• “Outlining classroom rules and protocol... having these rules posted in a common place such as Moodle where all can refer to them throughout the semester.” (Ducker

Varying the pace of seminar discussions

  • Using an “engagement silence” (waiting for a minute after asking a question): “This way students who speak English as a second language have some time to formulate their responses. Some students think very carefully before opening their mouths, and by the time they do, the topic has changed.” (Baez

  • “Consider starting each class with a whip around of mandatory brief comments.” (Kohlmann

  • “Teachers can “control” participation by suggesting other students who have not have the chance to talk to participate.” (Rizal

Making use of small group activities 

  • “Gradually moving from small group discussions to large ones. More introverted students or those who speak English as a second language feel more comfortable speaking in small groups at first.” (Baez

  • “Regular group projects: they provide a crucial space for forming relationships and friendships.” (Reiter

More findings on the LSE student experience, and suggestions for practice, are available in the Change Makers research archive, including studies on class participation, language barriers and office hours. 


Inclusive Education at LSE

Inclusive Education is teaching in ways that dismantle the dominant structures within higher education embedded in whiteness, able-bodied, elite and heteronormative culture. Explore the Inclusive Education website for further information on LSE’s commitment to inclusive education, or start with these resources and events:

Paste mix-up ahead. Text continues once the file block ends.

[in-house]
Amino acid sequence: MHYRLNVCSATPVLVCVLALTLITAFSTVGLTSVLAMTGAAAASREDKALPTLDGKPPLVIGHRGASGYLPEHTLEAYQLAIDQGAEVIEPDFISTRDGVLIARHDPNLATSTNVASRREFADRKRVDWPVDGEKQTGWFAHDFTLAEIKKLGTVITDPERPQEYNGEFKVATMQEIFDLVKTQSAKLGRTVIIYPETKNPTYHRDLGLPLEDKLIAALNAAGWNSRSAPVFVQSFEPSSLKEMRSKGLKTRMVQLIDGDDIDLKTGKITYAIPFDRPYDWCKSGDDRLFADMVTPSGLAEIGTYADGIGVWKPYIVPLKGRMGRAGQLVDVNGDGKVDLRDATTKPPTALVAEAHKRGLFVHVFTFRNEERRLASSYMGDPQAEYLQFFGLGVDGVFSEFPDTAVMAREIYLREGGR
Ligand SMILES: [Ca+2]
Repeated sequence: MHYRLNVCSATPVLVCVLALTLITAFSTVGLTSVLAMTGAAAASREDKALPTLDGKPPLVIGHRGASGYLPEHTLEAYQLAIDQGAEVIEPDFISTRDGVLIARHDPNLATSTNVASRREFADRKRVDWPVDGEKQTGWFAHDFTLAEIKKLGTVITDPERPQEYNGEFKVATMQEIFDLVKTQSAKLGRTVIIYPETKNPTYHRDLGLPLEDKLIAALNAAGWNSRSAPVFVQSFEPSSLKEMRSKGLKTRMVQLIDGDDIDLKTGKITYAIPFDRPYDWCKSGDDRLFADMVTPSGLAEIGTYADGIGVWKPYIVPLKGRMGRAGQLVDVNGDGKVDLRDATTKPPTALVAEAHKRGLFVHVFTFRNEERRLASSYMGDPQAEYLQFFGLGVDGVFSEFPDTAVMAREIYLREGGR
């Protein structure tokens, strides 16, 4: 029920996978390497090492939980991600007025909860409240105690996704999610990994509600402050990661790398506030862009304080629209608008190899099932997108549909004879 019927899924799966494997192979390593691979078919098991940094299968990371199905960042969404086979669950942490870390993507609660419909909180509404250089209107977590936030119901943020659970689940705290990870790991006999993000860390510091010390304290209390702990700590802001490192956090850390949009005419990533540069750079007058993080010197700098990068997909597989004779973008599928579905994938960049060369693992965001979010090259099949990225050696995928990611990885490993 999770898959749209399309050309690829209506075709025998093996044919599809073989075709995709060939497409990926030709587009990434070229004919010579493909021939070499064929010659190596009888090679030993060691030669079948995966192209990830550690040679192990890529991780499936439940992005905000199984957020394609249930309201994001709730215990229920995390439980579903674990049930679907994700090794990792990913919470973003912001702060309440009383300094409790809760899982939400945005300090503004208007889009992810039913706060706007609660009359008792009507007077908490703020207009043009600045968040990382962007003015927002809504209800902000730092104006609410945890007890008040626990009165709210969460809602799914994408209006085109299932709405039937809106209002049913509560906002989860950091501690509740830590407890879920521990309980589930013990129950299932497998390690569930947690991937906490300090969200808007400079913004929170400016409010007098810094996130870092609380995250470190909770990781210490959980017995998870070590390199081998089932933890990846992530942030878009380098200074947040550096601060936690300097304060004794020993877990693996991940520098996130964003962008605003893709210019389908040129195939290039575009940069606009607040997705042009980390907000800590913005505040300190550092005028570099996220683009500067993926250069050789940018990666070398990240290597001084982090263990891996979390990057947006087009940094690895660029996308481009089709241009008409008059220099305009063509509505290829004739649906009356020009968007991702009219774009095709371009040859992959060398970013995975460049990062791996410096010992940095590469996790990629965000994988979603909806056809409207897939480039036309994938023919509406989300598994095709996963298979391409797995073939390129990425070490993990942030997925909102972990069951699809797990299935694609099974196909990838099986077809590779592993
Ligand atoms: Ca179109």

Academic mentoring

Academic mentoring is an int­­egral part of education at LSE and critical to building an inclusive scholarly community at the School for everyone. The Academic Mentoring Portal contains a wealth of information and support for students and staff. 

Working with postgraduate students

Fostering a sense of community, inclusion and wellbeing for postgraduate students can require different approaches and ideas. These resources can help us to think through our work as supervisors. 

Vitae provide a non-profit programme supporting the professional development of researchers. The Vitae Programme Resources: Supervising a Doctorate offers guidance on aspects of supervision, organised by the particular kinds of support students might need at different stages of the doctorate. 

The UK Council for Graduate Education is a non-profit organisation supporting the enhancement of UK postgraduate education. They have a range of helpful resources for supervisors, for example: 

Advance HE have produced a helpful report on perceptions of trust within supervisory relationships, with suggestions for more effective supervisory practice.  

Blogs and community resources  

There are a number of helpful websites and blogs which are regularly updated with reflections from both research students and supervisors:  


Wellbeing at LSE for students and staff

Find out more about the teams, services and support available to students

And remember it is also important to look after your own wellbeing. Find out more about what is available to staff members.